The Splendid Notebooks of Picasso

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Alex Barasch
Culture editor

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Last year, Nathan Fielder sparked fierce debates over ethics and authenticity with “The Rehearsal”—an HBO “docu-comedy” that I found both riveting and alarming—so it feels right that his first foray into scripted television is preoccupied by the same themes. “The Curse,” which premières tonight on Showtime, chronicles the filming of a “philanthropic” house-flipping show whose married co-hosts, Asher (Fielder) and Whitney Siegel (Emma Stone), replace distressed properties in Española, New Mexico, with eco-friendly—and markedly more expensive—homes. Inevitably, tensions arise in the marriage, the shoot, and the community. The show is part satire, part psychological horror, exposing the queasy artifice of reality TV and the limits of white-liberal largesse. Though the Siegels insist that their project will only benefit residents, their stated values are swiftly eclipsed by an apolitical network, an amoral producer, and their own anxieties about how they’re perceived. Minutes into the pilot, someone is blowing menthol into the eyes of a cancer patient to simulate tears of gratitude.

“The Curse.”

Photograph by John Paul Lopez / Courtesy A24 / Paramount+ with Showtime

A troubled romance—and production process—is also at the heart of David Adjmi’s remarkable new play “Stereophonic,” at Playwrights Horizons. Set in nineteen-seventies California, the story charts the collapse of a band amid the creation of an album. Diana (Sarah Pidgeon) is a stealthily ambitious singer on the cusp of a solo career; her long-term boyfriend and the lead guitarist, Peter (Tom Pecinka), has incessant, often brutal notes for her and just about everyone else. “Stereophonic,” like “The Curse,” hinges on self-serving, mercurial characters. But where the Siegels’ work is objectionable from the outset, Adjmi believes in the art that results from all this pain. The music, he suggests, is worth the late nights, the obsessive retakes, the relationships foundering along the way. After the cynicism of “The Curse,” whose protagonists are bent on obscuring their true natures, it was moving to watch the bandmates strive for something real.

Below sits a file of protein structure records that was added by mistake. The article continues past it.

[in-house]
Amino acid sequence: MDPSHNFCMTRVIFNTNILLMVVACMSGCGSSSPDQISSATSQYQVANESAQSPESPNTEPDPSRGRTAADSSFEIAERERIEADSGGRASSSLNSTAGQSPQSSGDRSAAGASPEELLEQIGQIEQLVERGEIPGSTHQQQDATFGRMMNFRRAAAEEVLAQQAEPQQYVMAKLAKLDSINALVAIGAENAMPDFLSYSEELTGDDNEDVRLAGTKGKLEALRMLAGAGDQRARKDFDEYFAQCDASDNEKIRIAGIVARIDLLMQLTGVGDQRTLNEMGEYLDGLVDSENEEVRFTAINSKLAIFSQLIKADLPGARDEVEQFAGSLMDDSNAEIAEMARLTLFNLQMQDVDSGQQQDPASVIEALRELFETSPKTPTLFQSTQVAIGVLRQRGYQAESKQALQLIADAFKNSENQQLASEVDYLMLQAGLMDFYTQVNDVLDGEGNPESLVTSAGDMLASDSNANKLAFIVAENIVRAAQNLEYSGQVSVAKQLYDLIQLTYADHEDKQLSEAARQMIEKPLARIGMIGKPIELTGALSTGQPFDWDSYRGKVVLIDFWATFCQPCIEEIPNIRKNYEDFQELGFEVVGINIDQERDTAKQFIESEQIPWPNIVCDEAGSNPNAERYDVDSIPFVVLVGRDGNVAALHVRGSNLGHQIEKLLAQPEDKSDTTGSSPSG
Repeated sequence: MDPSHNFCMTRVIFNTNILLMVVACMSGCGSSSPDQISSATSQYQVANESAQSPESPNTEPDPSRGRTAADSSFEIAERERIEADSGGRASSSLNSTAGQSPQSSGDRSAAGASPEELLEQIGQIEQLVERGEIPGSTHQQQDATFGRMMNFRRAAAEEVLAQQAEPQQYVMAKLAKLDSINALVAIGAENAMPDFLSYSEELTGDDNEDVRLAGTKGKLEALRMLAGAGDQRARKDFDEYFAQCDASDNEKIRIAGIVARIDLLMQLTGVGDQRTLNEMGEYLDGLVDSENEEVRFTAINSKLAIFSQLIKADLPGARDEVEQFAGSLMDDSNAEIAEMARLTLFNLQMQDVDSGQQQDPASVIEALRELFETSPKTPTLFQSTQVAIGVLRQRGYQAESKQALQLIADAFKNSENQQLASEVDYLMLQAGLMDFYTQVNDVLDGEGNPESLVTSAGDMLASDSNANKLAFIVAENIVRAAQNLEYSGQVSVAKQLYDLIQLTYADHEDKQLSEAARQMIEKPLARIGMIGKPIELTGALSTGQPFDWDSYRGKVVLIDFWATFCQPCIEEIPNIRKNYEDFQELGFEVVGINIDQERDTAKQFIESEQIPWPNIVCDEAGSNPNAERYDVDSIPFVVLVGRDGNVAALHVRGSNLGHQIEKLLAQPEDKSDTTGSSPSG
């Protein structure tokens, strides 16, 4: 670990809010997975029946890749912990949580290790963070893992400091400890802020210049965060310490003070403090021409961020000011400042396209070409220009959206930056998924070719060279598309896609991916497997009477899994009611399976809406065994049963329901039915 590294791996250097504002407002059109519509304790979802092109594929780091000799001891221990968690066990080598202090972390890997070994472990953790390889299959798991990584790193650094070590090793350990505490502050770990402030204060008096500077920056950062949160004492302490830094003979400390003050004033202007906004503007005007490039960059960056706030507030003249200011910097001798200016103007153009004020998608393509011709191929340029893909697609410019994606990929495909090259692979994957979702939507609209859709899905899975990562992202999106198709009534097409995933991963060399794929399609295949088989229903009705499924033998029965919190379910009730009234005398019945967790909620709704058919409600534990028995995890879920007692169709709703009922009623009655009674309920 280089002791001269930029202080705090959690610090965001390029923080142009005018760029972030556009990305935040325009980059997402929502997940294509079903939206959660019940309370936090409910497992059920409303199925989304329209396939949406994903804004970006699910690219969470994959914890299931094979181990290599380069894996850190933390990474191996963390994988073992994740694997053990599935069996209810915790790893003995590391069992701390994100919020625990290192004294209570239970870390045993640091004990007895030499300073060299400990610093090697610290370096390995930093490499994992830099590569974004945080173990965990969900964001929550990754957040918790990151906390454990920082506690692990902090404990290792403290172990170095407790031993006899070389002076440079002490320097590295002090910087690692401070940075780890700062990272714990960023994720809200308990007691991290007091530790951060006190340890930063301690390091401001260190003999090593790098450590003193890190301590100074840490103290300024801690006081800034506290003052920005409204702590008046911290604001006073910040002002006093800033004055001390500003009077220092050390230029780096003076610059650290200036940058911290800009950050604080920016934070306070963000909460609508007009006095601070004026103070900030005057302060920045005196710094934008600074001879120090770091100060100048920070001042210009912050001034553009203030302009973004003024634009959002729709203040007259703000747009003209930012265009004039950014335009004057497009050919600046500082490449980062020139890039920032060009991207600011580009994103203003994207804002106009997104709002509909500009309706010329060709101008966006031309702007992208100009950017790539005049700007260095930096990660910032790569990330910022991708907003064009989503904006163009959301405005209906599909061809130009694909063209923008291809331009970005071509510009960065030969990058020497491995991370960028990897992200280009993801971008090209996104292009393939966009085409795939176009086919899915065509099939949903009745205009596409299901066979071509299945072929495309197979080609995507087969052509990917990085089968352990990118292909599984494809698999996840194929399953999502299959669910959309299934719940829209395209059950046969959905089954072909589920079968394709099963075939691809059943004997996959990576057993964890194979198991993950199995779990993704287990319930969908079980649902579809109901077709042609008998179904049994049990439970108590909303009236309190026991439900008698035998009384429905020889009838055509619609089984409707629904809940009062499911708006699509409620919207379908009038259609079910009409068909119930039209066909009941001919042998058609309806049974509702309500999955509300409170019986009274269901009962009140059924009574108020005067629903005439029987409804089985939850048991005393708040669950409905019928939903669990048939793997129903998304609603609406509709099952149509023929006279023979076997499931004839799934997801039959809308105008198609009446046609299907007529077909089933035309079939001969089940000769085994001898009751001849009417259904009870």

Art work courtesy Fundación Almine y Bernard Ruiz-Picasso; Photograph by Hugard & VanoverscheldeArt

The fiftieth anniversary of Pablo Picasso’s death has inspired plenty of exhibitions that go big or go deep. The Pace gallery’s splendid contribution to the festivities, “Picasso: 14 Sketchbooks,” goes long, studying the evolution of the Master’s hand between 1900 and 1959. It’s a one-stop shop for motifs that even non-aficionados can rattle off (musical instruments, mistresses, jagged nudes, evil-eyed bulls) and, of course, for some of the best drawing of the last century. In the magnificent “Head of a Woman” (pictured), completed in 1924, wiggly, wayward India-ink lines coalesce into something hard and inevitable—if the rival cults of Picasso worship and Picasso hatred bore you, seek out images like this one and bask.—Jackson Arn (Pace; through Dec. 22.)

About Town


Daniel Catán’s “Florencia en el Amazonas,” an opera of surpassing loveliness, unblushingly embraces a post-Romantic musical language of atmospheric woodwinds, throbbing strings, and shimmery high notes. Some might call it retrograde for a work from 1996, but its indebtedness to Puccini suits a story about a wistful prima donna in the early nineteen-hundreds. As the characters make their way to an opera house in Brazil on a riverboat traversing the Amazon, a heady mix of instrumental timbres articulates their desires. For the Met première, Ailyn Pérez, a soprano with an especially warm voice, stars as the titular diva, in a production directed by Mary Zimmerman and conducted by Yannick Nézet-Séguin.—Oussama Zahr (Metropolitan Opera House; select dates Nov. 16-Dec. 14.)


When Bob Dylan gave his Nobel lecture, after being awarded the 2016 prize for literature, he implored people to take in his lyrics as they were intended: by listening, on record or in concert, not by reading. He quoted Homer, and he pointed to his songs as vehicles for storytelling. “I’ve searched the world over for the Holy Grail / I sing songs of love—I sing songs of betrayal,” he croaks on “False Prophet,” a single he performs on his “Rough and Rowdy Ways” tour, which comes to New York City this month. His album of the same name, from 2020, is full of glorious Americana, with scenes—from Key West to the Rubicon, the grassy knoll to the city of God—etched by his seasoned delivery. As he puts it, he sings songs of experience, which bear in them not only stories from his travels but the hallowed history of every time he’s performed.—Sheldon Pearce (Kings Theatre, Nov. 14-15; Beacon Theatre, Nov. 16.)


Photograph by Camila Greenwell